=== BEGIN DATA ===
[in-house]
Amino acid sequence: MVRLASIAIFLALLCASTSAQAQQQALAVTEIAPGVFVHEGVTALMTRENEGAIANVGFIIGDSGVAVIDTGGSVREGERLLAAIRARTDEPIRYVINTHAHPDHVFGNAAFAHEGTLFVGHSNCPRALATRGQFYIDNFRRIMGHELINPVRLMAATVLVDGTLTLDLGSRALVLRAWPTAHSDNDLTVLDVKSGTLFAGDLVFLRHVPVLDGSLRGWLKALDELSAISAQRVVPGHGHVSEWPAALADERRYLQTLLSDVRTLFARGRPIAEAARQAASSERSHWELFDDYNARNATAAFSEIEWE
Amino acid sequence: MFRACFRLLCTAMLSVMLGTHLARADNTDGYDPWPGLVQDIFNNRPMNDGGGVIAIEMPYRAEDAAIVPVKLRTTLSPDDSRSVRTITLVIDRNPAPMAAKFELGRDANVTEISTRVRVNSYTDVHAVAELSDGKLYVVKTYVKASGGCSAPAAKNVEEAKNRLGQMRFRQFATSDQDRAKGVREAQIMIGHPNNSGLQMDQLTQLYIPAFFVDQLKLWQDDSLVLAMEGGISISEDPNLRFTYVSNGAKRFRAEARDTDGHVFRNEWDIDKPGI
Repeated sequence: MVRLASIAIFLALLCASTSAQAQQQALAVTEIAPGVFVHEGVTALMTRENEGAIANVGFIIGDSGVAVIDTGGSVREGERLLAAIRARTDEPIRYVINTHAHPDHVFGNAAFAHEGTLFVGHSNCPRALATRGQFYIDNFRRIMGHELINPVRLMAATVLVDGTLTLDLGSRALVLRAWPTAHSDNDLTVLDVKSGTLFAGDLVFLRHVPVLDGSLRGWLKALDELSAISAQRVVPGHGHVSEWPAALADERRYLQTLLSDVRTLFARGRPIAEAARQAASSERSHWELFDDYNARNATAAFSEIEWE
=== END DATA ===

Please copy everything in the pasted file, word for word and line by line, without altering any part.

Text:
[in-house]
Amino acid sequence: MVRLASIAIFLALLCASTSAQAQQQALAVTEIAPGVFVHEGVTALMTRENEGAIANVGFIIGDSGVAVIDTGGSVREGERLLAAIRARTDEPIRYVINTHAHPDHVFGNAAFAHEGTLFVGHSNCPRALATRGQFYIDNFRRIMGHELINPVRLMAATVLVDGTLTLDLGSRALVLRAWPTAHSDNDLTVLDVKSGTLFAGDLVFLRHVPVLDGSLRGWLKALDELSAISAQRVVPGHGHVSEWPAALADERRYLQTLLSDVRTLFARGRPIAEAARQAASSERSHWELFDDYNARNATAAFSEIEWE
Amino acid sequence: MFRACFRLLCTAMLSVMLGTHLARADNTDGYDPWPGLVQDIFNNRPMNDGGGVIAIEMPYRAEDAAIVPVKLRTTLSPDDSRSVRTITLVIDRNPAPMAAKFELGRDANVTEISTRVRVNSYTDVHAVAELSDGKLYVVKTYVKASGGCSAPAAKNVEEAKNRLGQMRFRQFATSDQDRAKGVREAQIMIGHPNNSGLQMDQLTQLYIPAFFVDQLKLWQDDSLVLAMEGGISISEDPNLRFTYVSNGAKRFRAEARDTDGHVFRNEWDIDKPGI
Repeated sequence: MVRLASIAIFLALLCASTSAQAQQQALAVTEIAPGVFVHEGVTALMTRENEGAIANVGFIIGDSGVAVIDTGGSVREGERLLAAIRARTDEPIRYVINTHAHPDHVFGNAAFAHEGTLFVGHSNCPRALATRGQFYIDNFRRIMGHELINPVRLMAATVLVDGTLTLDLGSRALVLRAWPTAHSDNDLTVLDVKSGTLFAGDLVFLRHVPVLDGSLRGWLKALDELSAISAQRVVPGHGHVSEWPAALADERRYLQTLLSDVRTLFARGRPIAEAARQAASSERSHWELFDDYNARNATAAFSEIEWE